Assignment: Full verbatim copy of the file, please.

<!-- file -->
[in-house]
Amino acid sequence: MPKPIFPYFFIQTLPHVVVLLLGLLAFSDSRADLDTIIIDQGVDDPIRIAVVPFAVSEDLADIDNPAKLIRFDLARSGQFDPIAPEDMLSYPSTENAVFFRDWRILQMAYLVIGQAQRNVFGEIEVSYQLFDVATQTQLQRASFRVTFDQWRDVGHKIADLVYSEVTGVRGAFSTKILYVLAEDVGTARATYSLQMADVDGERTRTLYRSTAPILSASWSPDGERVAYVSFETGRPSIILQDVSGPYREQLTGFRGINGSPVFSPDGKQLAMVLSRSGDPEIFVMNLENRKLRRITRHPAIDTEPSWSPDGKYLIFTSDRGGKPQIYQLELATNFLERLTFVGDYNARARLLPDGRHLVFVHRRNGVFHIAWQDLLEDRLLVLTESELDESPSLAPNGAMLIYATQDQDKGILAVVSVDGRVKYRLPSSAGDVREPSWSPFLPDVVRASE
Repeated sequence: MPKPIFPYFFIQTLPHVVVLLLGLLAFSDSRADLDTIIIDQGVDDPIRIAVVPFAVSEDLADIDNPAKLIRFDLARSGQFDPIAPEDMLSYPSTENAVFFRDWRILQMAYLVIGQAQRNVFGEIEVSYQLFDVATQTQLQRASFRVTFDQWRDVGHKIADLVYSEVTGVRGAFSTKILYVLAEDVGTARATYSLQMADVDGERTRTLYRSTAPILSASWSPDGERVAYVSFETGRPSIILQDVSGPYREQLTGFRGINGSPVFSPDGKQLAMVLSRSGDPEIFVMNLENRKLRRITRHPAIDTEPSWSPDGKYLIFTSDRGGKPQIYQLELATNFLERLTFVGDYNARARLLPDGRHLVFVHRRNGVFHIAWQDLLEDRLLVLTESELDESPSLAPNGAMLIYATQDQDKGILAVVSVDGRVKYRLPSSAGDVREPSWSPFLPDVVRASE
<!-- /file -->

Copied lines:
[in-house]
Amino acid sequence: MPKPIFPYFFIQTLPHVVVLLLGLLAFSDSRADLDTIIIDQGVDDPIRIAVVPFAVSEDLADIDNPAKLIRFDLARSGQFDPIAPEDMLSYPSTENAVFFRDWRILQMAYLVIGQAQRNVFGEIEVSYQLFDVATQTQLQRASFRVTFDQWRDVGHKIADLVYSEVTGVRGAFSTKILYVLAEDVGTARATYSLQMADVDGERTRTLYRSTAPILSASWSPDGERVAYVSFETGRPSIILQDVSGPYREQLTGFRGINGSPVFSPDGKQLAMVLSRSGDPEIFVMNLENRKLRRITRHPAIDTEPSWSPDGKYLIFTSDRGGKPQIYQLELATNFLERLTFVGDYNARARLLPDGRHLVFVHRRNGVFHIAWQDLLEDRLLVLTESELDESPSLAPNGAMLIYATQDQDKGILAVVSVDGRVKYRLPSSAGDVREPSWSPFLPDVVRASE
Repeated sequence: MPKPIFPYFFIQTLPHVVVLLLGLLAFSDSRADLDTIIIDQGVDDPIRIAVVPFAVSEDLADIDNPAKLIRFDLARSGQFDPIAPEDMLSYPSTENAVFFRDWRILQMAYLVIGQAQRNVFGEIEVSYQLFDVATQTQLQRASFRVTFDQWRDVGHKIADLVYSEVTGVRGAFSTKILYVLAEDVGTARATYSLQMADVDGERTRTLYRSTAPILSASWSPDGERVAYVSFETGRPSIILQDVSGPYREQLTGFRGINGSPVFSPDGKQLAMVLSRSGDPEIFVMNLENRKLRRITRHPAIDTEPSWSPDGKYLIFTSDRGGKPQIYQLELATNFLERLTFVGDYNARARLLPDGRHLVFVHRRNGVFHIAWQDLLEDRLLVLTESELDESPSLAPNGAMLIYATQDQDKGILAVVSVDGRVKYRLPSSAGDVREPSWSPFLPDVVRASE